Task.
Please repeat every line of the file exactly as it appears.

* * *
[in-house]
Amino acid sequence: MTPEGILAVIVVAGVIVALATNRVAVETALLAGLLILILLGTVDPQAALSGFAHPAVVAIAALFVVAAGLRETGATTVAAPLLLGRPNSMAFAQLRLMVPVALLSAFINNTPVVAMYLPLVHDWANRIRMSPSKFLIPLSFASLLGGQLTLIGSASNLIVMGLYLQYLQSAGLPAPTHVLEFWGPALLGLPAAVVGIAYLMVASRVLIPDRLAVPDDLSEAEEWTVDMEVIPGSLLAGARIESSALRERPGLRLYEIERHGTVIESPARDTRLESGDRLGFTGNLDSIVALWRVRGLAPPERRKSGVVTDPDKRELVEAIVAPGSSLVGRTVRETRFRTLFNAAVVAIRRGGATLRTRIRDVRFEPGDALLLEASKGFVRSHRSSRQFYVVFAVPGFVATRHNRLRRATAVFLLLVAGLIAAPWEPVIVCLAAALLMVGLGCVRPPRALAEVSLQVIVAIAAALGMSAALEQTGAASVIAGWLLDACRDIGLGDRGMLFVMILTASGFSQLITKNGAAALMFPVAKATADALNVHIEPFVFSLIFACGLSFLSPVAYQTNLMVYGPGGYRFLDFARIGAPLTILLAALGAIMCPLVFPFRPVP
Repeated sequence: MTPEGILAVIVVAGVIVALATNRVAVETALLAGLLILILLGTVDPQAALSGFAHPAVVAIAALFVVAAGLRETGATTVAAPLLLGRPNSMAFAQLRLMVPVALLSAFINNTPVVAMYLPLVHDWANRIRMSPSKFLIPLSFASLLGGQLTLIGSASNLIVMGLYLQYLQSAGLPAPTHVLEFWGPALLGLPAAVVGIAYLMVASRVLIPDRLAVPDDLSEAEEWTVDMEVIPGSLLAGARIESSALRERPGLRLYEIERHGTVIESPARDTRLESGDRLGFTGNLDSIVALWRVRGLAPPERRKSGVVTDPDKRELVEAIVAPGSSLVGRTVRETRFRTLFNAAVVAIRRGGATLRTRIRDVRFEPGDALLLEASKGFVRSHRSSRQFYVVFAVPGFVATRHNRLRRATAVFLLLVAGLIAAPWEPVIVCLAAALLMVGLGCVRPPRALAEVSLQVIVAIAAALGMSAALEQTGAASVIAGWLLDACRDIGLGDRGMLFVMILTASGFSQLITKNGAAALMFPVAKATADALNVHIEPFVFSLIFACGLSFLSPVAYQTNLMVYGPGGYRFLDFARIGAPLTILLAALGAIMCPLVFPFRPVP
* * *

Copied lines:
[in-house]
Amino acid sequence: MTPEGILAVIVVAGVIVALATNRVAVETALLAGLLILILLGTVDPQAALSGFAHPAVVAIAALFVVAAGLRETGATTVAAPLLLGRPNSMAFAQLRLMVPVALLSAFINNTPVVAMYLPLVHDWANRIRMSPSKFLIPLSFASLLGGQLTLIGSASNLIVMGLYLQYLQSAGLPAPTHVLEFWGPALLGLPAAVVGIAYLMVASRVLIPDRLAVPDDLSEAEEWTVDMEVIPGSLLAGARIESSALRERPGLRLYEIERHGTVIESPARDTRLESGDRLGFTGNLDSIVALWRVRGLAPPERRKSGVVTDPDKRELVEAIVAPGSSLVGRTVRETRFRTLFNAAVVAIRRGGATLRTRIRDVRFEPGDALLLEASKGFVRSHRSSRQFYVVFAVPGFVATRHNRLRRATAVFLLLVAGLIAAPWEPVIVCLAAALLMVGLGCVRPPRALAEVSLQVIVAIAAALGMSAALEQTGAASVIAGWLLDACRDIGLGDRGMLFVMILTASGFSQLITKNGAAALMFPVAKATADALNVHIEPFVFSLIFACGLSFLSPVAYQTNLMVYGPGGYRFLDFARIGAPLTILLAALGAIMCPLVFPFRPVP
Repeated sequence: MTPEGILAVIVVAGVIVALATNRVAVETALLAGLLILILLGTVDPQAALSGFAHPAVVAIAALFVVAAGLRETGATTVAAPLLLGRPNSMAFAQLRLMVPVALLSAFINNTPVVAMYLPLVHDWANRIRMSPSKFLIPLSFASLLGGQLTLIGSASNLIVMGLYLQYLQSAGLPAPTHVLEFWGPALLGLPAAVVGIAYLMVASRVLIPDRLAVPDDLSEAEEWTVDMEVIPGSLLAGARIESSALRERPGLRLYEIERHGTVIESPARDTRLESGDRLGFTGNLDSIVALWRVRGLAPPERRKSGVVTDPDKRELVEAIVAPGSSLVGRTVRETRFRTLFNAAVVAIRRGGATLRTRIRDVRFEPGDALLLEASKGFVRSHRSSRQFYVVFAVPGFVATRHNRLRRATAVFLLLVAGLIAAPWEPVIVCLAAALLMVGLGCVRPPRALAEVSLQVIVAIAAALGMSAALEQTGAASVIAGWLLDACRDIGLGDRGMLFVMILTASGFSQLITKNGAAALMFPVAKATADALNVHIEPFVFSLIFACGLSFLSPVAYQTNLMVYGPGGYRFLDFARIGAPLTILLAALGAIMCPLVFPFRPVP